Earth to Starman
Mick Rock’s Bowie Photos Come to Life in Seattle
“If you're ever sad, just remember the world is 4.543 billion years old and you somehow managed to exist at the same time as David Bowie.”
That quote somehow helped a little (but not a lot) when I woke up to the news that David Bowie passed away in January 2016. Somehow, it seemed that Bowie would live forever. After all, he was otherworldly in his music, style and acting. His messaging and career choices told me it was ok to be strange, weird, awkward, fluid and in fact, embrace it all. So I did. And like any devoted fan of Bowie’s, I find myself forever curious about his life. Which brings me to Seattle…
Mick “The man who shot the Seventies” Rock has a new exhibit opening at The Museum of Pop Culture (MoPOP) which focuses on Bowie’s Ziggy Stardust years from 1972-1973. David Bowie: Starman, Shot by Mick Rock features 65 of Rock’s photographs from backstage to centre stage. Bowie told his manager at the time,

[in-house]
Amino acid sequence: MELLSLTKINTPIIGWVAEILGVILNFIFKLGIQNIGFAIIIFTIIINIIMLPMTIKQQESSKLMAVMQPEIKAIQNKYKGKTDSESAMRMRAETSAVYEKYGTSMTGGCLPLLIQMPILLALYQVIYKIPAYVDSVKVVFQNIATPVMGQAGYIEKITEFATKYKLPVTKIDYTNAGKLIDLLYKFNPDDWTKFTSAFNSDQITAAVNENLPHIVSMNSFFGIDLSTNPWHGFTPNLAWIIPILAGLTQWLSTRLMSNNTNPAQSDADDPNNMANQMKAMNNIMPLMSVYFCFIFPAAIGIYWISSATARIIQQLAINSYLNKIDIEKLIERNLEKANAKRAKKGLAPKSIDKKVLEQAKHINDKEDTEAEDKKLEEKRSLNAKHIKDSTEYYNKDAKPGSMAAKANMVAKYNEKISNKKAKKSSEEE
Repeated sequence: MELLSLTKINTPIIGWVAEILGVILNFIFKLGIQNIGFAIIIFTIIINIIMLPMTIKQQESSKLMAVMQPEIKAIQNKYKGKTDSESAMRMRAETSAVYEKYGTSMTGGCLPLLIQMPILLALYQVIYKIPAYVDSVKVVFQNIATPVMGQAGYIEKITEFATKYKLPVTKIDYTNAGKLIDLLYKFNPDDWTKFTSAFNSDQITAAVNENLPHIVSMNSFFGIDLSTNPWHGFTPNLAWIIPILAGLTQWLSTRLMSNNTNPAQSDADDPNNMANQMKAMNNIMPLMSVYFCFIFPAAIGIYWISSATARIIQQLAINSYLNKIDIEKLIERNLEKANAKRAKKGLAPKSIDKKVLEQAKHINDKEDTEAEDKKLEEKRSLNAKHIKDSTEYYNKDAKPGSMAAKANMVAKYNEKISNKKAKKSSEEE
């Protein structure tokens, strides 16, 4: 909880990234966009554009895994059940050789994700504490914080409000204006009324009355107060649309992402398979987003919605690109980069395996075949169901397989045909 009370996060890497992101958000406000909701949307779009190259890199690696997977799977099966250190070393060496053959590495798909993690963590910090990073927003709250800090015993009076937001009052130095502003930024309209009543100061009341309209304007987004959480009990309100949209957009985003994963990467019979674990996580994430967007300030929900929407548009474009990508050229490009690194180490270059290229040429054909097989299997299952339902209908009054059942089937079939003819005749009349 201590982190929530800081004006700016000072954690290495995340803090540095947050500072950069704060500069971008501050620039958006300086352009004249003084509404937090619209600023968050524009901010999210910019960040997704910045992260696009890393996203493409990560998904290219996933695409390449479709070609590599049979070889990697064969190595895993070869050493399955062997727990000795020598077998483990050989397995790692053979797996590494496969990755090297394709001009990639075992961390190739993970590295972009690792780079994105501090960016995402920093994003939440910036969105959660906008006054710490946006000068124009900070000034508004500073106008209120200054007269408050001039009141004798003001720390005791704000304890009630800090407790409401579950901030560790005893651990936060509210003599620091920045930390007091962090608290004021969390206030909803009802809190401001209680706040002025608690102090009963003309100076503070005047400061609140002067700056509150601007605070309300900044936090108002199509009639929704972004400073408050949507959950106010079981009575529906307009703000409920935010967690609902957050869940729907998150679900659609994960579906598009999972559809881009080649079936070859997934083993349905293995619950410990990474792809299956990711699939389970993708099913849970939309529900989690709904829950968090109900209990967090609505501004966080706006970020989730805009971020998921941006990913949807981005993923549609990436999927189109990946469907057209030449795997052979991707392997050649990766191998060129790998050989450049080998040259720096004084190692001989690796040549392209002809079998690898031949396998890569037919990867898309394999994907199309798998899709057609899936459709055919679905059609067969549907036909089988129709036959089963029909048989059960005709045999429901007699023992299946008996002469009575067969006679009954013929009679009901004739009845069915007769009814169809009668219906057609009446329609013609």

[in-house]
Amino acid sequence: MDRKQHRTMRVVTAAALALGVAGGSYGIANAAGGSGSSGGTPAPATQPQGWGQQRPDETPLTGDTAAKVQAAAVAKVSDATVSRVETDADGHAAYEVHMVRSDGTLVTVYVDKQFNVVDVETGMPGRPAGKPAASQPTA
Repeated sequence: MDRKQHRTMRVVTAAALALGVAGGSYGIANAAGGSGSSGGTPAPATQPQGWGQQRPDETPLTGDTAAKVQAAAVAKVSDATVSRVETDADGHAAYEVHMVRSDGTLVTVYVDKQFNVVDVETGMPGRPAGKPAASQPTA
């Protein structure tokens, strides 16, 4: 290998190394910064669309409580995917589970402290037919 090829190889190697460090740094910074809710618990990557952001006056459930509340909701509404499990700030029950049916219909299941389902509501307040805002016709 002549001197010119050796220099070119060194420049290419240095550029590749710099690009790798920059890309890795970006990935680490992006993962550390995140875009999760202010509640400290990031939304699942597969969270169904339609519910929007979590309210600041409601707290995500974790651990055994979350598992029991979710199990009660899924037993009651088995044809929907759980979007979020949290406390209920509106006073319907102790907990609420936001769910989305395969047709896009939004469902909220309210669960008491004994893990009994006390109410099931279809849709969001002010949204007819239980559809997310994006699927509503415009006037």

“Mick sees me the way I see myself.”
And no one else could have done it but Rock, a fellow Londoner who had Bowie’s trust to capture him in the right light, angles and settings. But don’t just take Bowie’s word for it. Rock has also been behind the camera, shooting other icons like Lou Reed, Debbie Harry, Queen, and Iggy Pop. His photos of these legends are also on display in this show.
As if Mick Rock was there himself as your guide, the gallery includes oral history interviews and an audio tour narrated by Rock who shares personal stories of his work with Bowie.
For a brief moment, catch the starman, waiting in the sky. But here on earth in photographs.
David Bowie: Starman, Shot by Mick Rock is on view at MoPOP through January 15, 2018. -sc